At least we didn’t pick the robin. Connecticut’s state bird is the robin. It seems like they weren’t even trying, like some legislator said, “Quick, name a bird, any bird!”
And, believe me, North Carolina’s not impressing anyone with our state bird, the cardinal, either. Seven states claim the cardinal. Don’t get me wrong, it’s a nice bird, very red. It can’t be bothered to migrate, so it hangs around North Carolina winter and summer. The cardinal has its morally approved qualities (monogamy, for instance, though the action around my bird feeder would seem to call that into question) and was the popular choice for state bird when a statewide referendum was held on March 4, 1943.
We could have gone for one of two birds named “Carolina,” the Carolina wren. Five years after we jumped on the cardinal bandwagon, South Carolina made the Carolina wren its state bird in 1948. They have put this indistinguishable, tiny, inconsequential bird on their quarter. They can have it.
I’m holding out for the Carolina Parakeet.
The only parrot native to the continental United States, known for its gorgeous neon plumage of orange, yellow, and several shades of green (the male and female equally resplendent, unlike the drab lady-cardinal), was not so loved for its loud squawk, which could be heard two miles away. Nor was it loved for its diet. As John James Audubon wrote, our parakeet “… eats or destroys almost every kind of fruit indiscriminately, and on this account is always an unwelcome visiter to the planter, the farmer, or the gardener. The stacks of grain put up in the field are resorted to by flocks of these birds, which frequently cover them so entirely, that they present to the eye the same effect as if a brilliantly coloured carpet had been thrown over them … They assail the pear and apple-trees, when the fruit is yet very small and far from being ripe, and this merely for the sake of the seeds… Do not imagine, reader, that all these outrages are borne without severe retaliation on the part of the planters.”
The Carolina Parakeet was hunted down as a pest and, once killed, its feathers were much valued by millineries. What’s left, alas, of the state’s Carolina Parakeets is likely festooning a turn-of-the-20th-century ladies hat in a great-grandmother’s attic.
The last captive male, Incas, died at the Cincinnati Zoo on February 21, 1918, a few months after Lady Jane, his mate, passed away. Incas was kept in the same aviary cage where the last passenger pigeon, Martha, had died four years earlier. (Really? Someone thought an Official Extinction Cage where bird species go to die would help matters?)
Mind you, I think using the E word is a little rash.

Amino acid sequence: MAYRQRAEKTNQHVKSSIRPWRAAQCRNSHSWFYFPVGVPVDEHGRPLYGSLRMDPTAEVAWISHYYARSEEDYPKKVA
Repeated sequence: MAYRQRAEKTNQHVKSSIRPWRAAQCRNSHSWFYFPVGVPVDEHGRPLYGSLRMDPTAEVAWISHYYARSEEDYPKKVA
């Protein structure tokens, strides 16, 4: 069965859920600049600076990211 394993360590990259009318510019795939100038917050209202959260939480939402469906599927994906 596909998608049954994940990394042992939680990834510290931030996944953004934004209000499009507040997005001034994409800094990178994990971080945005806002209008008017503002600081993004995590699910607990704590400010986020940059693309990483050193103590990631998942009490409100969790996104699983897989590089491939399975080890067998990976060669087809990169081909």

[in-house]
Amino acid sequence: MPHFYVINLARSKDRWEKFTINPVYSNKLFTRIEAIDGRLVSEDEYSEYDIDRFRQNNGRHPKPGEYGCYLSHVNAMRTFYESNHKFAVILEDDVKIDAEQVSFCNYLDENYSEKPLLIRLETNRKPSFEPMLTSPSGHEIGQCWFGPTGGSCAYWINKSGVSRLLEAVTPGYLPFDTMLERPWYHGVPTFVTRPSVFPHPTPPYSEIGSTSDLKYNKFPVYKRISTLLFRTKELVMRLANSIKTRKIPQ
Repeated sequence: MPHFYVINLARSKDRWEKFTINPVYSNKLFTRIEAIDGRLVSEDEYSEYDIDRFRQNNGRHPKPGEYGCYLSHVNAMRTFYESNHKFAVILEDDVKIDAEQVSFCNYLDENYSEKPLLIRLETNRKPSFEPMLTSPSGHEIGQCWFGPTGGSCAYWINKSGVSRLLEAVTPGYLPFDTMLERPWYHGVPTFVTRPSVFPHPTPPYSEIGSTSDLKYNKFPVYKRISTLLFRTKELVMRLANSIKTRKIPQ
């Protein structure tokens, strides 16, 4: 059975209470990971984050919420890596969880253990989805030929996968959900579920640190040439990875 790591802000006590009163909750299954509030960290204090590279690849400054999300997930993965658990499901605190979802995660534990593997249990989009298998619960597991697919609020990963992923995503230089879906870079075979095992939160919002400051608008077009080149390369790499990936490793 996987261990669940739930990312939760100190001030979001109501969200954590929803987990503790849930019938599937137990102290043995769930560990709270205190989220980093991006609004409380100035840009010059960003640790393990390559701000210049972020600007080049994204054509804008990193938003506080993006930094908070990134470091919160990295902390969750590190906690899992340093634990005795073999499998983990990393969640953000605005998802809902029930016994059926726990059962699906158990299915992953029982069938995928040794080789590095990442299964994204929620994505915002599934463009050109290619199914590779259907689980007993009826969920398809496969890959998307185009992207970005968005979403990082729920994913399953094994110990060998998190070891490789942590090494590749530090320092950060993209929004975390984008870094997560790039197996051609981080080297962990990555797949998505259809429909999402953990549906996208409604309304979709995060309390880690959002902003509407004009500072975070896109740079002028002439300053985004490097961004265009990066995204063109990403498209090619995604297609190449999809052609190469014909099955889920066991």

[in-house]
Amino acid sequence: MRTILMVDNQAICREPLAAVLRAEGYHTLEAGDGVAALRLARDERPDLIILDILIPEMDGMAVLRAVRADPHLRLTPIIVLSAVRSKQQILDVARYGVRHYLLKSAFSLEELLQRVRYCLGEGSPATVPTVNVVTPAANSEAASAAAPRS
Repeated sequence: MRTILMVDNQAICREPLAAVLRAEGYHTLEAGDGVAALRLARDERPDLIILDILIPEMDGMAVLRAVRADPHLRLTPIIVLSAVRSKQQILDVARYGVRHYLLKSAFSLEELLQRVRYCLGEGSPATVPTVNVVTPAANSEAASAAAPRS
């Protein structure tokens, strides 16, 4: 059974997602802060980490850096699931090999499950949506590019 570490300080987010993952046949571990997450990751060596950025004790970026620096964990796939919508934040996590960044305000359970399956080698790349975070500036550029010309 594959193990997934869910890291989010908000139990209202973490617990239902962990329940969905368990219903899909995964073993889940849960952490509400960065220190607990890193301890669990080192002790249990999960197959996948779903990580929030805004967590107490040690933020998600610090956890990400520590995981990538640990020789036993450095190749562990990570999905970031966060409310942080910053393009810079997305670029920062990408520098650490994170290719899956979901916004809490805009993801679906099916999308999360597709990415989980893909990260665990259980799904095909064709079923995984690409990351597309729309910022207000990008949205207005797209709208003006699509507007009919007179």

I think the Carolina Parakeet is just lying low.
Noel F.R. Snyder’s compendium of science and lore (The Carolina Parakeet: Glimpses of a Vanished Bird, Princeton University Press, 2004) reports that there was a reputable sighting of 80 parakeets in 1935 near the Perdido River in Alabama; unconfirmed sightings continued through the 1930s, 1940s, 1950s. They were captured and sold as pets throughout the 19th century. Might someone who lived in Cuba or Mexico have bought these parrots for a collection or a zoo?
“I suppose it is just conceivably possible it’s hanging on somewhere,” says ornithologist Ted Simons, professor of Applied Ecology at North Carolina State University. “Never say never, I guess. It’s certainly gone from the United States mainland. If it’s anywhere, it might be in the Caribbean, somewhere remote, away from scientists or bird-watchers. Living near a similar species, blending in. But, truly, this really is a long shot.”
Now, now, let’s keep on the sunny side. What about taking one of the many taxidermied museum specimens and producing a clone from the DNA?
“No extinct species has ever been brought back. And as for that stuffed bird on the shelf, you can expect that the DNA has degraded over time. Although scientists lately have figured out how to reverse that decay,” says Dr. Roland Kays of the North Carolina Museum of Natural Sciences, who famously helped find the olinguito, a brand-new mammal heretofore hiding from us humans. And gene-splicing technology has also bounded ahead. Let’s say a careful analysis of the Carolina Parakeet genome showed it shared 95 percent of its DNA with another parrot; you could splice the specific Carolina Parakeet bits into the other vital bits and, voila, de-extinction.
“But you have to bring back species that would have a chance of surviving,” Kays cautions. “The habitat issues and the nuisance to farmers wouldn’t change. I think a fine candidate for revival would be Steller’s sea cow, no longer the prey of hungry 19th-century sailors.”
We are not bringing back Steller’s sea cow — even if North Carolina declared it the State Sea Cow. We are bringing back the Carolina Parakeet. Which is likely hanging out in the Caribbean waiting to be rediscovered and ready to fly home and play with its newly cloned friends who we will assemble sometime soon in a Research Triangle Park laboratory.
Your days are numbered, cardinal! Pack your bags for Indiana or West Virginia or any of the other states you’ve enchanted with your one-note paint job, because when the Carolina Parakeet comes roaring back, you won’t any longer be the most colorful creature in the bird feeder. The groundswell for a state-bird rethink will be too overwhelming.